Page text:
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Happy Groundwater Awareness Week!  It’s time to celebrate our great hidden resource!

Groundwater is a huge part of our state’s climate adaptation plan, as hotter and more extreme weather will make our surface water supplies less reliable.  Over the past two decades, a period that experts now consider a mega-drought, groundwater users pumped record amounts of groundwater, resulting in thousands of dry wells and severe land subsidence in areas of the state, particularly the San Joaquin Valley.

Alarmed at the rate of groundwater extraction, Governor Brown and the state legislature finally enacted comprehensive groundwater regulation.  This legislation, the Sustainable Groundwater Management Act (SGMA), passed in 2014.

SGMA requires local agencies to avoid “undesirable results” such as dry wells, seawater intrusion and land subsidence.  While these are all hugely important, to me the most groundbreaking requirement is to avoid “depletions of interconnected surface water that have significant and unreasonable adverse impacts on beneficial uses of the surface water.”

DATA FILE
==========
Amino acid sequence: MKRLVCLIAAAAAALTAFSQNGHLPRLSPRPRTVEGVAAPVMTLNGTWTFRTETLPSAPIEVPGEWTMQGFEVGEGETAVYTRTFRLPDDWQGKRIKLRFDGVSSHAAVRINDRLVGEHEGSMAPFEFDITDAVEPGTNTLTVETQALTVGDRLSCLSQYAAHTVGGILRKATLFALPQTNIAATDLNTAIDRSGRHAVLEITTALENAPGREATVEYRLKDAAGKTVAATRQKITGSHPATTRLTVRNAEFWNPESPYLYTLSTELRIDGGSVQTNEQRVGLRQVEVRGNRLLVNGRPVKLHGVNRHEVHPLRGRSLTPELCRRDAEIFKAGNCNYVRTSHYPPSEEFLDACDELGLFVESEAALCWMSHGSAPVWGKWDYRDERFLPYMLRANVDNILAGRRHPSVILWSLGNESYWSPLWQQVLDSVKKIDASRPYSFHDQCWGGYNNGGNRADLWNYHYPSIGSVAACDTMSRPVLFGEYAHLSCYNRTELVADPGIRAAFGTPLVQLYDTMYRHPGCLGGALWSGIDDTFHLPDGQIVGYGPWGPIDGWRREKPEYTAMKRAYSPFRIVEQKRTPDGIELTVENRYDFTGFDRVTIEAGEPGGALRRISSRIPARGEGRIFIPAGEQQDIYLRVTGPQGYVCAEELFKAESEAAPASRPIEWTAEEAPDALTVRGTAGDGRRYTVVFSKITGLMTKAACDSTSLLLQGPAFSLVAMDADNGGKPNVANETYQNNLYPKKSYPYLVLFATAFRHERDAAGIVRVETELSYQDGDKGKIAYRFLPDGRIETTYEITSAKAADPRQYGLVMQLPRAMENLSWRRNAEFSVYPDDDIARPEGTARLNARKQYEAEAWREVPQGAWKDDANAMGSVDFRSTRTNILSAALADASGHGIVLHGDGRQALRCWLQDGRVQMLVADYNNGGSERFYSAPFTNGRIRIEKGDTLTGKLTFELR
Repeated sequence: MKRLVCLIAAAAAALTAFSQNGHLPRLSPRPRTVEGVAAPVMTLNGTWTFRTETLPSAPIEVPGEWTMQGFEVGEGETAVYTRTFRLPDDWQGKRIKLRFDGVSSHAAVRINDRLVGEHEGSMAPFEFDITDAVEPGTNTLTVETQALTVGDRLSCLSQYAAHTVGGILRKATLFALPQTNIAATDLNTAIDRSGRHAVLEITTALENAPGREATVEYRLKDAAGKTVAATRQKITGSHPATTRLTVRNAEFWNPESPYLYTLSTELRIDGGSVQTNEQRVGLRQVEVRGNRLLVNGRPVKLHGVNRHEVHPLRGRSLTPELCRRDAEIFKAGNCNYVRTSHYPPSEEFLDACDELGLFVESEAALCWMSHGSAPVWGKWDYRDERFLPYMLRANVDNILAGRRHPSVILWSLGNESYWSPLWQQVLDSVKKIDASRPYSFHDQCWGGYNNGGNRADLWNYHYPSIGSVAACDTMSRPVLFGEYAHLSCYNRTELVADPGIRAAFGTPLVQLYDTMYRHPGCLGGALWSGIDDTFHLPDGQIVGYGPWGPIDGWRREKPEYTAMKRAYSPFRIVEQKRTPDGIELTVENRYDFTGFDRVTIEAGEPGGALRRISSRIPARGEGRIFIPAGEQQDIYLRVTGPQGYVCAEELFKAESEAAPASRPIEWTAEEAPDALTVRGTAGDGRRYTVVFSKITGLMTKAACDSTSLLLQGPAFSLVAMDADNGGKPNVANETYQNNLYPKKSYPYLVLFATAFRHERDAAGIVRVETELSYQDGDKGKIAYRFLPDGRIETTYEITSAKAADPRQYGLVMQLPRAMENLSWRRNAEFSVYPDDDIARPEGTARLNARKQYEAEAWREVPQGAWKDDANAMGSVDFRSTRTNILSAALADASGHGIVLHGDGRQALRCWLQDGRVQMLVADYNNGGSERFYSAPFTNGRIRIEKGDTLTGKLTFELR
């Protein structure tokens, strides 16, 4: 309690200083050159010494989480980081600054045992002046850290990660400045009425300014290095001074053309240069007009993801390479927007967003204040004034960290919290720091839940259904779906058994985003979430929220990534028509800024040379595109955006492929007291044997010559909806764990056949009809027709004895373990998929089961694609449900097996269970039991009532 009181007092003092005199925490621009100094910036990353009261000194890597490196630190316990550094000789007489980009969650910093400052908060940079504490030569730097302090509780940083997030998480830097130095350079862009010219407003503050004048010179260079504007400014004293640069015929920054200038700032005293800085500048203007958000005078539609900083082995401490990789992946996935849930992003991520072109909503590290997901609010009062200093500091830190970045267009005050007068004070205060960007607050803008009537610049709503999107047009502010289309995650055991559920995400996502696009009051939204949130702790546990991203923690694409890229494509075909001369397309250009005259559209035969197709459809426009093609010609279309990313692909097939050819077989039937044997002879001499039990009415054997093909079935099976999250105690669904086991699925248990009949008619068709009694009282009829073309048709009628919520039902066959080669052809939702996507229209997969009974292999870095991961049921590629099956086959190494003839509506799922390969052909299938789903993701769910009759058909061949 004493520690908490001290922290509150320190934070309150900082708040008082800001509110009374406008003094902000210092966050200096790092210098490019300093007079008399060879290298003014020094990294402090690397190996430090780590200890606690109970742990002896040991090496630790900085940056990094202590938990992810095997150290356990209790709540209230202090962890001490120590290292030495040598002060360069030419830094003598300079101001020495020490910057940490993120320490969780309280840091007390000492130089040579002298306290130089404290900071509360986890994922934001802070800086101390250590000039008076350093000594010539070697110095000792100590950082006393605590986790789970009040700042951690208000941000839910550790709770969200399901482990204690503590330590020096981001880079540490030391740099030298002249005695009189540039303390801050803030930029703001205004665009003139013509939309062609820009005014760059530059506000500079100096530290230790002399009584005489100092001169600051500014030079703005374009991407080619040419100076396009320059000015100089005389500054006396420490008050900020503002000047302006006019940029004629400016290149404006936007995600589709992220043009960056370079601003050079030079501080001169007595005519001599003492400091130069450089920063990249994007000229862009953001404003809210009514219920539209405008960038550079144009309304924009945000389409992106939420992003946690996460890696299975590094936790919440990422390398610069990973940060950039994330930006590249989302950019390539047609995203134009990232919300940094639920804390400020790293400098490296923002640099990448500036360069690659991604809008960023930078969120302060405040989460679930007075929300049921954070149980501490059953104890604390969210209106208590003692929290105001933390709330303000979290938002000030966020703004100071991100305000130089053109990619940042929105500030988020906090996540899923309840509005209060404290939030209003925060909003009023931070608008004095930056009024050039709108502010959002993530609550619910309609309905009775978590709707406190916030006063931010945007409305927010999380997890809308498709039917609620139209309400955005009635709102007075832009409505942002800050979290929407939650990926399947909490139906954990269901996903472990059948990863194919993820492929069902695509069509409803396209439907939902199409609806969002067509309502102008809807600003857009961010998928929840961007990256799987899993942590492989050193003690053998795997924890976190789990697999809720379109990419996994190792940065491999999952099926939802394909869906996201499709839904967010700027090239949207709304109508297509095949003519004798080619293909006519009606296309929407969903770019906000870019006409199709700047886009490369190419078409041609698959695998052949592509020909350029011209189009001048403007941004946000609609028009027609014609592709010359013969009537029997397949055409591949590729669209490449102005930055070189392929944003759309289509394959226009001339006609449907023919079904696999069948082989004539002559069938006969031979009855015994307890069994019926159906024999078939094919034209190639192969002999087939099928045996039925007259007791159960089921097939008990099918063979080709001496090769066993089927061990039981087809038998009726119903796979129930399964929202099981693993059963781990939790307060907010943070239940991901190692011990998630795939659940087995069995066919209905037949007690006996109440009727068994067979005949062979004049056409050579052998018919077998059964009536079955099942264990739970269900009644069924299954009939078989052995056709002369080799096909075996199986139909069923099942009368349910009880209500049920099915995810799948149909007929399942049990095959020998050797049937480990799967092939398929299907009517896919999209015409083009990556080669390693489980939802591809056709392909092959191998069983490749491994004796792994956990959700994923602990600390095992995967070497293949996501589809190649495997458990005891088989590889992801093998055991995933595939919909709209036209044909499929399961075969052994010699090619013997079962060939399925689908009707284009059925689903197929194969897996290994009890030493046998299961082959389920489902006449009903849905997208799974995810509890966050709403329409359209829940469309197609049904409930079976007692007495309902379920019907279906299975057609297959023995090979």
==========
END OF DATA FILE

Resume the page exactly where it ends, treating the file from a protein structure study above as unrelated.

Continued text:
Behind the wonky, bureaucratic language is a bombshell for California water management. This statute basically requires that surface and groundwater be considered as a single resource.

If you’re a normal person not steeped in California’s tortured history of water management, this may seem obvious.  After all, it’s all water, so of course they should be considered together. Year-round streams are fed by groundwater; surface water temperatures are moderated by the introduction of cool groundwater; and wells drilled near streams reduce their flows. It’s all connected.

But in the water world, we have a lot of rules for surface water, but no rules for groundwater before SGMA. Let’s say you have 2 cannabis farms alongside a stream; one diverts water directly from the stream, which requires a permit.  The second uses groundwater; while a permit is required to dig the well, until SGMA there was no limit on how much groundwater was pumped, even though that pumping impacted the same stream.

The state has always had the authority to regulate groundwater to protect surface water flows under the Public Trust Doctrine, but has exercised that authority on a very limited basis, often in response to court cases (Mono Lake decision; Scott River decision)

By making this the measurement and evaluation of surface-groundwater interaction a requirement of SGMA, the legislature now requires local agencies to figure this out rather than leaving it to state regulators. And it won’t be easy.

I’m really looking forward to this. Happy Groundwater Awareness week!


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